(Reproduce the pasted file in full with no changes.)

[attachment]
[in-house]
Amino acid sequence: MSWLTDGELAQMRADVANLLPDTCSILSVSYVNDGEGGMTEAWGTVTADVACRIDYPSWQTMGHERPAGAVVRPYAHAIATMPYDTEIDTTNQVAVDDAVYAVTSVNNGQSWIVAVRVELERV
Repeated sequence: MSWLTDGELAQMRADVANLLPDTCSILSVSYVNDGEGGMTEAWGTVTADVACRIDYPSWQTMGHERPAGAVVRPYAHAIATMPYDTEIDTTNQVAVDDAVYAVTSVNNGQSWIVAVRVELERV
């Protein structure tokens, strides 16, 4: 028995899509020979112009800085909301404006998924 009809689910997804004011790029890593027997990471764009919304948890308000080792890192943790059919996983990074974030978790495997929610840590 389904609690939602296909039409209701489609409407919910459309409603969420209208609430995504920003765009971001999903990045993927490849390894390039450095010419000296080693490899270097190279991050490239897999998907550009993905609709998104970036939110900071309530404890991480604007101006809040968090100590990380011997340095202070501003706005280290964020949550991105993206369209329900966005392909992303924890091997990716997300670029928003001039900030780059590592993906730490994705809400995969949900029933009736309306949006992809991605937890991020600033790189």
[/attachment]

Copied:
[in-house]
Amino acid sequence: MSWLTDGELAQMRADVANLLPDTCSILSVSYVNDGEGGMTEAWGTVTADVACRIDYPSWQTMGHERPAGAVVRPYAHAIATMPYDTEIDTTNQVAVDDAVYAVTSVNNGQSWIVAVRVELERV
Repeated sequence: MSWLTDGELAQMRADVANLLPDTCSILSVSYVNDGEGGMTEAWGTVTADVACRIDYPSWQTMGHERPAGAVVRPYAHAIATMPYDTEIDTTNQVAVDDAVYAVTSVNNGQSWIVAVRVELERV
């Protein structure tokens, strides 16, 4: 028995899509020979112009800085909301404006998924 009809689910997804004011790029890593027997990471764009919304948890308000080792890192943790059919996983990074974030978790495997929610840590 389904609690939602296909039409209701489609409407919910459309409603969420209208609430995504920003765009971001999903990045993927490849390894390039450095010419000296080693490899270097190279991050490239897999998907550009993905609709998104970036939110900071309530404890991480604007101006809040968090100590990380011997340095202070501003706005280290964020949550991105993206369209329900966005392909992303924890091997990716997300670029928003001039900030780059590592993906730490994705809400995969949900029933009736309306949006992809991605937890991020600033790189």